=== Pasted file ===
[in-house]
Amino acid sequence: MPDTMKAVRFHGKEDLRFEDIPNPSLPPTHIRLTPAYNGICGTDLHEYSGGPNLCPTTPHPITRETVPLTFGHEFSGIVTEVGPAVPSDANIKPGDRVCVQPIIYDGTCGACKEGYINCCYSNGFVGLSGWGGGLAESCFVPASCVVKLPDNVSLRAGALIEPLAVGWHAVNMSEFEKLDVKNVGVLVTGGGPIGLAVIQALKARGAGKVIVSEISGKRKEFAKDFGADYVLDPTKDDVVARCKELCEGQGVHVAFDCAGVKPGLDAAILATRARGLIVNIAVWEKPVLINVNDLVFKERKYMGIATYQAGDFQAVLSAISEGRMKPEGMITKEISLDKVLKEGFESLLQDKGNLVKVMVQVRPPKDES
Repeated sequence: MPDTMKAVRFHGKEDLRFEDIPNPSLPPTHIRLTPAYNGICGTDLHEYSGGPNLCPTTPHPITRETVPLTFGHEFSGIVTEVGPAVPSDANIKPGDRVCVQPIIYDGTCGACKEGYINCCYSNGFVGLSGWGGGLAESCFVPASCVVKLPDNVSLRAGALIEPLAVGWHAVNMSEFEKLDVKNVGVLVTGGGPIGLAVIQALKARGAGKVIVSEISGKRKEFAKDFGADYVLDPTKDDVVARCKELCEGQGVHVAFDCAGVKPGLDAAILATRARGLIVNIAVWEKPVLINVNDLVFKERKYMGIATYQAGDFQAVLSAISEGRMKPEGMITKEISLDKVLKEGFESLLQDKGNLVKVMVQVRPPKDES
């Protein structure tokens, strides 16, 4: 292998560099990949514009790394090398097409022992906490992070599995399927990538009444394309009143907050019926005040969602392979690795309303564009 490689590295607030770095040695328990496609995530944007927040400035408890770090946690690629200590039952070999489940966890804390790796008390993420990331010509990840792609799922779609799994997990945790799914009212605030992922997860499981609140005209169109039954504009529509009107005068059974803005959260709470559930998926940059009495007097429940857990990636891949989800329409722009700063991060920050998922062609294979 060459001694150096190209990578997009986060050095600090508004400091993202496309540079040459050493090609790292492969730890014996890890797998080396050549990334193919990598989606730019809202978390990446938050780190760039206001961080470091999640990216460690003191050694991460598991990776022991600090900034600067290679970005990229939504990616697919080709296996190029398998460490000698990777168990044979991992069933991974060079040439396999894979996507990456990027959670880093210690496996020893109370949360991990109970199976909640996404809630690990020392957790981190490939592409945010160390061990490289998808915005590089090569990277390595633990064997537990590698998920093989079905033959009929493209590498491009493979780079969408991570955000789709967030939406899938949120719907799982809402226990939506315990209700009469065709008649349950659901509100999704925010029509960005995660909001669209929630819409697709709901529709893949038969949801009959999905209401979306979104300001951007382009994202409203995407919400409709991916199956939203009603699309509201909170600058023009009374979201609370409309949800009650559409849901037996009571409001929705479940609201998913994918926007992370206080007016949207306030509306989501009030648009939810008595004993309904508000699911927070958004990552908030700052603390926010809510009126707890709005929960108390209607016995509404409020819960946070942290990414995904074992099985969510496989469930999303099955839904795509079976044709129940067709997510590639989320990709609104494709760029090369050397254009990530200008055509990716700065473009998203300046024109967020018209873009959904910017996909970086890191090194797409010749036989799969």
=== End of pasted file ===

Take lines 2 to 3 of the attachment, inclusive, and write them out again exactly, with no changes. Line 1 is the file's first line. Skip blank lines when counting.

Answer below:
Amino acid sequence: MPDTMKAVRFHGKEDLRFEDIPNPSLPPTHIRLTPAYNGICGTDLHEYSGGPNLCPTTPHPITRETVPLTFGHEFSGIVTEVGPAVPSDANIKPGDRVCVQPIIYDGTCGACKEGYINCCYSNGFVGLSGWGGGLAESCFVPASCVVKLPDNVSLRAGALIEPLAVGWHAVNMSEFEKLDVKNVGVLVTGGGPIGLAVIQALKARGAGKVIVSEISGKRKEFAKDFGADYVLDPTKDDVVARCKELCEGQGVHVAFDCAGVKPGLDAAILATRARGLIVNIAVWEKPVLINVNDLVFKERKYMGIATYQAGDFQAVLSAISEGRMKPEGMITKEISLDKVLKEGFESLLQDKGNLVKVMVQVRPPKDES
Repeated sequence: MPDTMKAVRFHGKEDLRFEDIPNPSLPPTHIRLTPAYNGICGTDLHEYSGGPNLCPTTPHPITRETVPLTFGHEFSGIVTEVGPAVPSDANIKPGDRVCVQPIIYDGTCGACKEGYINCCYSNGFVGLSGWGGGLAESCFVPASCVVKLPDNVSLRAGALIEPLAVGWHAVNMSEFEKLDVKNVGVLVTGGGPIGLAVIQALKARGAGKVIVSEISGKRKEFAKDFGADYVLDPTKDDVVARCKELCEGQGVHVAFDCAGVKPGLDAAILATRARGLIVNIAVWEKPVLINVNDLVFKERKYMGIATYQAGDFQAVLSAISEGRMKPEGMITKEISLDKVLKEGFESLLQDKGNLVKVMVQVRPPKDES